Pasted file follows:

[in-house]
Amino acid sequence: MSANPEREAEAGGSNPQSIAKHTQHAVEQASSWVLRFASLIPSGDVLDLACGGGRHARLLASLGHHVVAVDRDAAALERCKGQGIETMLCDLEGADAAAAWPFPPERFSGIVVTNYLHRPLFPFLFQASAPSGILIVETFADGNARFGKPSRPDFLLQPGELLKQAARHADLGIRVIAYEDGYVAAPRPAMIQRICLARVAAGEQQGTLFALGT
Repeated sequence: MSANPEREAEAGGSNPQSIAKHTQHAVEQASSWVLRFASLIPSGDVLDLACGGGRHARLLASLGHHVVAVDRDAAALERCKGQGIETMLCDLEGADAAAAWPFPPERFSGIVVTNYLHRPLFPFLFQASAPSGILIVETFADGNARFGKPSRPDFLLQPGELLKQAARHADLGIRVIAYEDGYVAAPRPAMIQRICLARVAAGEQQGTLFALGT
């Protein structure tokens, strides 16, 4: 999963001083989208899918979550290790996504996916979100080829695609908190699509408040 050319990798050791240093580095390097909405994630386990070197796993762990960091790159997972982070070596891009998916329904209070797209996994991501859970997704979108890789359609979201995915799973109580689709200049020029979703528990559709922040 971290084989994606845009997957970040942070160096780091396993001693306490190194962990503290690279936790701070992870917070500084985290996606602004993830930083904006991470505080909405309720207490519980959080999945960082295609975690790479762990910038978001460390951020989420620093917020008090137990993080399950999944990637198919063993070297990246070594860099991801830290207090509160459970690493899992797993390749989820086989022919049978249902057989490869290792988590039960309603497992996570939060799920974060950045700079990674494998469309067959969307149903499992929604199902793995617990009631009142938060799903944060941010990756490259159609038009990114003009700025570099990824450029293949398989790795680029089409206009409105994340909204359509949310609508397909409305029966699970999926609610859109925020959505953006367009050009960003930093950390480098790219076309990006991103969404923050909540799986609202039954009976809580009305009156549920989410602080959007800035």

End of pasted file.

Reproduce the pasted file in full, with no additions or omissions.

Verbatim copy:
[in-house]
Amino acid sequence: MSANPEREAEAGGSNPQSIAKHTQHAVEQASSWVLRFASLIPSGDVLDLACGGGRHARLLASLGHHVVAVDRDAAALERCKGQGIETMLCDLEGADAAAAWPFPPERFSGIVVTNYLHRPLFPFLFQASAPSGILIVETFADGNARFGKPSRPDFLLQPGELLKQAARHADLGIRVIAYEDGYVAAPRPAMIQRICLARVAAGEQQGTLFALGT
Repeated sequence: MSANPEREAEAGGSNPQSIAKHTQHAVEQASSWVLRFASLIPSGDVLDLACGGGRHARLLASLGHHVVAVDRDAAALERCKGQGIETMLCDLEGADAAAAWPFPPERFSGIVVTNYLHRPLFPFLFQASAPSGILIVETFADGNARFGKPSRPDFLLQPGELLKQAARHADLGIRVIAYEDGYVAAPRPAMIQRICLARVAAGEQQGTLFALGT
């Protein structure tokens, strides 16, 4: 999963001083989208899918979550290790996504996916979100080829695609908190699509408040 050319990798050791240093580095390097909405994630386990070197796993762990960091790159997972982070070596891009998916329904209070797209996994991501859970997704979108890789359609979201995915799973109580689709200049020029979703528990559709922040 971290084989994606845009997957970040942070160096780091396993001693306490190194962990503290690279936790701070992870917070500084985290996606602004993830930083904006991470505080909405309720207490519980959080999945960082295609975690790479762990910038978001460390951020989420620093917020008090137990993080399950999944990637198919063993070297990246070594860099991801830290207090509160459970690493899992797993390749989820086989022919049978249902057989490869290792988590039960309603497992996570939060799920974060950045700079990674494998469309067959969307149903499992929604199902793995617990009631009142938060799903944060941010990756490259159609038009990114003009700025570099990824450029293949398989790795680029089409206009409105994340909204359509949310609508397909409305029966699970999926609610859109925020959505953006367009050009960003930093950390480098790219076309990006991103969404923050909540799986609202039954009976809580009305009156549920989410602080959007800035």